I've never been in the military (college ROTC, no actual duty), but from stories my uncles told me and countless military movies I've watch, the mail was always a highlight of their time away from friends and family. The advent of e-mail has some of us dreading the day and the myriad of messages requiring our attention or the spam that seems out of control.
However, there is the mail we love - fan mail.
While authors are nervous that the fans will hate our books, it's so heartwarming to open an e-mail and find a glowing review or a story about how the book affected the reader.
"They got it," we cry and I mean cry; tears, sniffles and all.
So, to share with you some of the mail I've received (only the good or heartwarming letters), I got a letter from a woman who said she'd wanted to be more adventurous, but was afraid to buck her friends by doing something they might disapprove of, yet after reading one of my books, she was going to restart her life and live for herself. Four years later, I got another letter from her saying she'd gone parasailing, skied a black diamond mountain, had toured Iceland and was on her way to Dubai. I wasn't crying, but my hand was on my heart.
A heartwarming letter I got came from a nineteen year old woman who was in the hospital and had lost her baby three days after its birth. Her sister brought her one of my books. The book had a child who was in danger of dying. (My character comes out fine.) The reader said that book got her through the grief she felt. I was in tears by the end of the two-page handwritten letter. I can't imagine losing a child and then reading about another one in jeopardy. I feel blessed that I had a hand in helping her.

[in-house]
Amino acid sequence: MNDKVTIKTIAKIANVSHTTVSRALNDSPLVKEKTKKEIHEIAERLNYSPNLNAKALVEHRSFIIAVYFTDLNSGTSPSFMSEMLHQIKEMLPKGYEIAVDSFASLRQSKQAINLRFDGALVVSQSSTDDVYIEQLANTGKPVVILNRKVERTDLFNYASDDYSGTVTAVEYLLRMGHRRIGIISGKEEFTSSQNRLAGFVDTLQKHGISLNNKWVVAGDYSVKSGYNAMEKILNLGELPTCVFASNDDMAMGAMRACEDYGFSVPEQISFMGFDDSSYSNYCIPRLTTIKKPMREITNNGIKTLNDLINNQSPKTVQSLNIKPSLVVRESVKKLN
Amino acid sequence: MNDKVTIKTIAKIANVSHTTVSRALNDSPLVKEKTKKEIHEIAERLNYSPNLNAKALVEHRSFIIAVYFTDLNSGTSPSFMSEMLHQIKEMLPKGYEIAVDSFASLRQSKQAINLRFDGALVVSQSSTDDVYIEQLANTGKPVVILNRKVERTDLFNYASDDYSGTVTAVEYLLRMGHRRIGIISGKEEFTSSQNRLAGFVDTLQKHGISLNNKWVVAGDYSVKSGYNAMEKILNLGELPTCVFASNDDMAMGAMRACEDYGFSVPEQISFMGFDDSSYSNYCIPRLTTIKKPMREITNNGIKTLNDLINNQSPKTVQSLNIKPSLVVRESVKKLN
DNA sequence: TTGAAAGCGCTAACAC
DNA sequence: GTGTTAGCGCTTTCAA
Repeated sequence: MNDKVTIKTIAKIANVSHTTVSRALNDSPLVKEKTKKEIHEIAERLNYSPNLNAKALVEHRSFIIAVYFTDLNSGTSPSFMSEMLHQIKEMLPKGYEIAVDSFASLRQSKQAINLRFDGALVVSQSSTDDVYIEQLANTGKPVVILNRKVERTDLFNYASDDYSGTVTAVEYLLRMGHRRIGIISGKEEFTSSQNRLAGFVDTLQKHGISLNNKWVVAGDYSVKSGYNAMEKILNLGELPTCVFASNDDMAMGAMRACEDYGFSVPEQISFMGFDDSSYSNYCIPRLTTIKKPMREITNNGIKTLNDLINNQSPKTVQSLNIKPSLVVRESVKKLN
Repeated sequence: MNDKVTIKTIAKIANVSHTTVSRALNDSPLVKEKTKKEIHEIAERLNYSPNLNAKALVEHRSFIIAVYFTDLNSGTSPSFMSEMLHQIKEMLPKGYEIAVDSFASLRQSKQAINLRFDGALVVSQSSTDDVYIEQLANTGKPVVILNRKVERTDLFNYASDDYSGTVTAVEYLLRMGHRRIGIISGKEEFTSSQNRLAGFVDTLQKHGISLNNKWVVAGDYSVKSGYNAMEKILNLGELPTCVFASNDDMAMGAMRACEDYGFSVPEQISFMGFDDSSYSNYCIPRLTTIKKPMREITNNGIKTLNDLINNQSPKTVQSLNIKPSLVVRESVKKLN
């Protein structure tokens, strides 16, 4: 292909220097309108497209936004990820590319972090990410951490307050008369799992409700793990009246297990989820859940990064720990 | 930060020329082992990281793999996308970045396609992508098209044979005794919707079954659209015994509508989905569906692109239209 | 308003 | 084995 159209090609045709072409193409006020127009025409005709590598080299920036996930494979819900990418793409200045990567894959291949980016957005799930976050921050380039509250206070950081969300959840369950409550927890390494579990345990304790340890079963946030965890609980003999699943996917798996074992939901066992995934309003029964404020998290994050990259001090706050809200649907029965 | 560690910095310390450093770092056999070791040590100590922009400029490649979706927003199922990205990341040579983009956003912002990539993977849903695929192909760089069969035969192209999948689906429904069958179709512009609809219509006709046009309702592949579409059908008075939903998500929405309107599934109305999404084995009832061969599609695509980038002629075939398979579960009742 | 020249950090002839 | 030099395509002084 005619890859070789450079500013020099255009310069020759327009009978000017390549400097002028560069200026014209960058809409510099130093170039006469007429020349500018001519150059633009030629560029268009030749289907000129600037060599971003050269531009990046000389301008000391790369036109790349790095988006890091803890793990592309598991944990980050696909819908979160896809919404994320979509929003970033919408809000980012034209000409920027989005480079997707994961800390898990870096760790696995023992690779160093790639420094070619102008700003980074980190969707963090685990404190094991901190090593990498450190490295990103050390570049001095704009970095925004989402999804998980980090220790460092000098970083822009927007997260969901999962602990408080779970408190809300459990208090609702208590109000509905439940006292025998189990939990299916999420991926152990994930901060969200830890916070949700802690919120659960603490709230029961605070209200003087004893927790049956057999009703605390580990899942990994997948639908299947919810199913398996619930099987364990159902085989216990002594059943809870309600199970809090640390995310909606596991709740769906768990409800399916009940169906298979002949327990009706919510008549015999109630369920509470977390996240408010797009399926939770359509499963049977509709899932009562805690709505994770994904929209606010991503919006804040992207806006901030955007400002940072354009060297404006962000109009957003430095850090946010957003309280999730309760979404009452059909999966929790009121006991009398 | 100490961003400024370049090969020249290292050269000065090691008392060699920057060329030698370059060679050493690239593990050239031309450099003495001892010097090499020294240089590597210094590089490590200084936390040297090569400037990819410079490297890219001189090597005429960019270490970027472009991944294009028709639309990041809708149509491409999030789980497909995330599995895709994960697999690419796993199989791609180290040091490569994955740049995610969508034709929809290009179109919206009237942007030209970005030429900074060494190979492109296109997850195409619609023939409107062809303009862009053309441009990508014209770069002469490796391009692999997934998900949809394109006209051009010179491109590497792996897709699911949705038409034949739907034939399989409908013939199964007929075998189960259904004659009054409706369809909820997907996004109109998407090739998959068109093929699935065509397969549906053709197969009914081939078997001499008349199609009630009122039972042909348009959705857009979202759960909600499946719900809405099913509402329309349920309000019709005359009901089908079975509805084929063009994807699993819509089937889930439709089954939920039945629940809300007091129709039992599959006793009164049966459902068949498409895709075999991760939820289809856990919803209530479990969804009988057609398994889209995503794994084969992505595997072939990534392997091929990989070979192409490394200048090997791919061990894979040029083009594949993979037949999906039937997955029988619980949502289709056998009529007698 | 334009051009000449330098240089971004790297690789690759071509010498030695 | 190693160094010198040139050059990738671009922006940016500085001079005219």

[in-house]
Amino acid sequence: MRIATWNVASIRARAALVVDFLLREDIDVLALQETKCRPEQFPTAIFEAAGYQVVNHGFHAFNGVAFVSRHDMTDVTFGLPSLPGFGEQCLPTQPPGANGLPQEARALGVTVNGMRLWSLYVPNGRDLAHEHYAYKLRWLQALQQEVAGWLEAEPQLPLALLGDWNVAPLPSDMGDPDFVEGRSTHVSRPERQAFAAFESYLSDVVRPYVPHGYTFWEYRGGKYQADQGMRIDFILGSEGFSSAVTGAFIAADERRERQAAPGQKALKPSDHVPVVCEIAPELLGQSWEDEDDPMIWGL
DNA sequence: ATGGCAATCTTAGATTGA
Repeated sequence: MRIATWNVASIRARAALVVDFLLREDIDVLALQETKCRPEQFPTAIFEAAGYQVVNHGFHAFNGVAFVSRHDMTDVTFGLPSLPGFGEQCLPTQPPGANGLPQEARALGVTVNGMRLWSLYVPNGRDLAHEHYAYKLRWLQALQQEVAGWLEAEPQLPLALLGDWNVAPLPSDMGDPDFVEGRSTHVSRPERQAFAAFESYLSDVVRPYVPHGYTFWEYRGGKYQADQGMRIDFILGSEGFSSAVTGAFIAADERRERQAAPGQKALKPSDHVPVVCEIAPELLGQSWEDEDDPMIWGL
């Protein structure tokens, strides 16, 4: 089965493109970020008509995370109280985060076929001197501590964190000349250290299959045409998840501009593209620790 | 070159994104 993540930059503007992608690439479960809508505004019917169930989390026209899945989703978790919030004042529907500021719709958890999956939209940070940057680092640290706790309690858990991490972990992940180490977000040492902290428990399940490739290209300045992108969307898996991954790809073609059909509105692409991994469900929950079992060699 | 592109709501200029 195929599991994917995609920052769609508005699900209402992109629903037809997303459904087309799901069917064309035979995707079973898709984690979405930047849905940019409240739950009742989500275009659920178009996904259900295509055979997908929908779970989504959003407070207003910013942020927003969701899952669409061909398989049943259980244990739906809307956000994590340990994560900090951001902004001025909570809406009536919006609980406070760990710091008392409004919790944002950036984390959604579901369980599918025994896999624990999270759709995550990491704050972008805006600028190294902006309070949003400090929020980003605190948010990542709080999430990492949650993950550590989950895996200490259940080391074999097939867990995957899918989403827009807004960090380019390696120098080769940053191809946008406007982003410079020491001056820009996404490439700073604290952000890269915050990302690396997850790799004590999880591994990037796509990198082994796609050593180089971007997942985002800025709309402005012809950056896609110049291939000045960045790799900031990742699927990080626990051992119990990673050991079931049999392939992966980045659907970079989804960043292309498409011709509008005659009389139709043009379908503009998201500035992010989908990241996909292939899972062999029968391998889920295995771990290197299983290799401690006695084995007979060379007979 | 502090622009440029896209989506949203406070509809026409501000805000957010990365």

Prison mail, yes we get mail from prisoners. Apparently, romances are big in prison libraries. Many of these letters praise our stories, then ask for help, not with a lawyer or a method of getting them out of jail, but with a source to get their own books published.
Casting calls are a favorite read for authors. Readers love to send us mail about a book they love. They want it made into a movie. Many go so far as to cast the characters with Hollywood stars. Thank you. We love it and they are fun, but the reality of seeing our books on the small screen or the silver screen is almost a mathematically negative number.
Many authors write series books. These are the ones where there's a family or friends and each one gets a book. Readers love it because they invest in the series and love all the character. (Thank you, guys.) The mail that comes about these give the author's storylines for where the next book can go. Often the author can't use these. One, because they already have the books mapped out and two because even though an idea cannot be copyrighted, the author doesn't want any legal problems related to someone else's suggestion.
There are more letters than I have time to tell you about. You write them, so you know what's in your own, but maybe not what's in other people's mail.
As authors, we don't know the impact of our stories. We want to entertain our readers, give them wonderful adventures through words, but the themes that you identify, that touch your heart or alter your world are unknown to us.
When we open that fan mail account and see the surprise inside, it warms our hearts. So keep the mailboxes full. This is the kind of mail we're glad to open and spend time savoring.